When MSHA came back a month later, the mine was still not in compliance. The inspector extended the abatement deadline and gave the company another month to get their house in order, but when he came back a third time and the dust exposures had actually gotten worse, the dust really hit the fan. (See what I did there?) He shut down production altogether, just a couple of days before Christmas.

Over the next month, company managers met with MSHA’s district personnel to try to get it all figured out. To its credit, MSHA patiently tried to work with management to find a path forward so they could reopen and avoid financial ruin.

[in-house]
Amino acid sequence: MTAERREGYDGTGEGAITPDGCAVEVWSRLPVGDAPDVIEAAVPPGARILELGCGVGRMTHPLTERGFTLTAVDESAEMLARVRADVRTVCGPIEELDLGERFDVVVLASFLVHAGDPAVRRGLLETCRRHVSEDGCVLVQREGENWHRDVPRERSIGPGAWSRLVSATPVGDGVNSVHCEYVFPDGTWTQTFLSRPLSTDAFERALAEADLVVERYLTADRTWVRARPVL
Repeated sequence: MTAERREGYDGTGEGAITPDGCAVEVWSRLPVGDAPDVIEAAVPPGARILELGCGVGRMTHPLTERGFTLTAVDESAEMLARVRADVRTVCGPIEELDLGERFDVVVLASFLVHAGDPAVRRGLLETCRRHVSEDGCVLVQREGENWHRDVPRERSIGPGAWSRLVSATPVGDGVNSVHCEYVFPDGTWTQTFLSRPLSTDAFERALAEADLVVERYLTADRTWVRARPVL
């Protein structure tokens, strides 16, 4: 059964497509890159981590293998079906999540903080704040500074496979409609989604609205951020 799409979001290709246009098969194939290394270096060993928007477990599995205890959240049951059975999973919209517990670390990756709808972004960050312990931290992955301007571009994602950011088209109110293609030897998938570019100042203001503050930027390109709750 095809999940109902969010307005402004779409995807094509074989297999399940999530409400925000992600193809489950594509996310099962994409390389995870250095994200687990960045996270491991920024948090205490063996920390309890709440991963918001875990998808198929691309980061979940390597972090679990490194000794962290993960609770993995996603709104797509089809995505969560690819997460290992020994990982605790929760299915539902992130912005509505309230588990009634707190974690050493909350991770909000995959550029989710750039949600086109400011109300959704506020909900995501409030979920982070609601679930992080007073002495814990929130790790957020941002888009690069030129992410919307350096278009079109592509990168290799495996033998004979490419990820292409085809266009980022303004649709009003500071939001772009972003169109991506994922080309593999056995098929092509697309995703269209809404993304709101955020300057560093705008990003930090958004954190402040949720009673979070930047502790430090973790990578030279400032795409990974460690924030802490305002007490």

Nonetheless, the company kept pushing back at the agency and persistently refused to listen to suggestions that would have gotten them back up and running. The company believed that when MSHA understood the financial implications of the continued shut-down, the agency would relent and let them return to operations before they addressed the dust issue. Not so. As of this writing, they remain shut down.

My second client is an experienced operator of a large and remote underground mine accessed by a very long road that connects the site to a state road. MSHA has long expressed concerns with where and how berms are maintained along the road, and in November issued a citation noting some 70 spots it believed were insufficiently protected against vehicle rollovers.